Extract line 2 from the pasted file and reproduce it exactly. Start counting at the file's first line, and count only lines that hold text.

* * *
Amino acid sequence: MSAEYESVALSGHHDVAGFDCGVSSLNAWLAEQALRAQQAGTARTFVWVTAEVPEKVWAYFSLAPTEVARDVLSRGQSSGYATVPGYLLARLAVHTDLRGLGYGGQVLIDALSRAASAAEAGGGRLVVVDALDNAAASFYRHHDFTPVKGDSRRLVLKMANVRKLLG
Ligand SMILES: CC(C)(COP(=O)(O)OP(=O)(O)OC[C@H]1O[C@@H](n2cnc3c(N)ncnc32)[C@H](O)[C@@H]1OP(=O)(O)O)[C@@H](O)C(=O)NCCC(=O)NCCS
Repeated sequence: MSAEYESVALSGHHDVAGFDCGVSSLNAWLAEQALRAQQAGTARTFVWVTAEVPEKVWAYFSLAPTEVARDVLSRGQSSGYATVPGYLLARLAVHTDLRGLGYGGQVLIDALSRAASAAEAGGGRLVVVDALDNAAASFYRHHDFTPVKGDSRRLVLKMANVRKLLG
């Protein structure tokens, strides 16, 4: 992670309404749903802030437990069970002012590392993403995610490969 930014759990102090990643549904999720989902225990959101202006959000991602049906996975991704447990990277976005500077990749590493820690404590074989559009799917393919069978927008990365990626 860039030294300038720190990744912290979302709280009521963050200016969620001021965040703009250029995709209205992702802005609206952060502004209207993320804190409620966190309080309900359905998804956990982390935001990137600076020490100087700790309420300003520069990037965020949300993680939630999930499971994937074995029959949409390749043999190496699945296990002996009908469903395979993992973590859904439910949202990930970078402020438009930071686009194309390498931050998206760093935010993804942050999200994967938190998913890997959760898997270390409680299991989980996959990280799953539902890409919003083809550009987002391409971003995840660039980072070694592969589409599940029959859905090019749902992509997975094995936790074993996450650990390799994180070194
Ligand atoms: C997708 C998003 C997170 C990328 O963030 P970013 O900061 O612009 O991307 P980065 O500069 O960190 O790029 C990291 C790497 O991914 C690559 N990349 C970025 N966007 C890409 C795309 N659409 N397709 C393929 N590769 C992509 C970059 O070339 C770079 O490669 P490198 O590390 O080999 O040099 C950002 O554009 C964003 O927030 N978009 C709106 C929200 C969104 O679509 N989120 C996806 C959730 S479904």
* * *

Ligand SMILES: CC(C)(COP(=O)(O)OP(=O)(O)OC[C@H]1O[C@@H](n2cnc3c(N)ncnc32)[C@H](O)[C@@H]1OP(=O)(O)O)[C@@H](O)C(=O)NCCC(=O)NCCS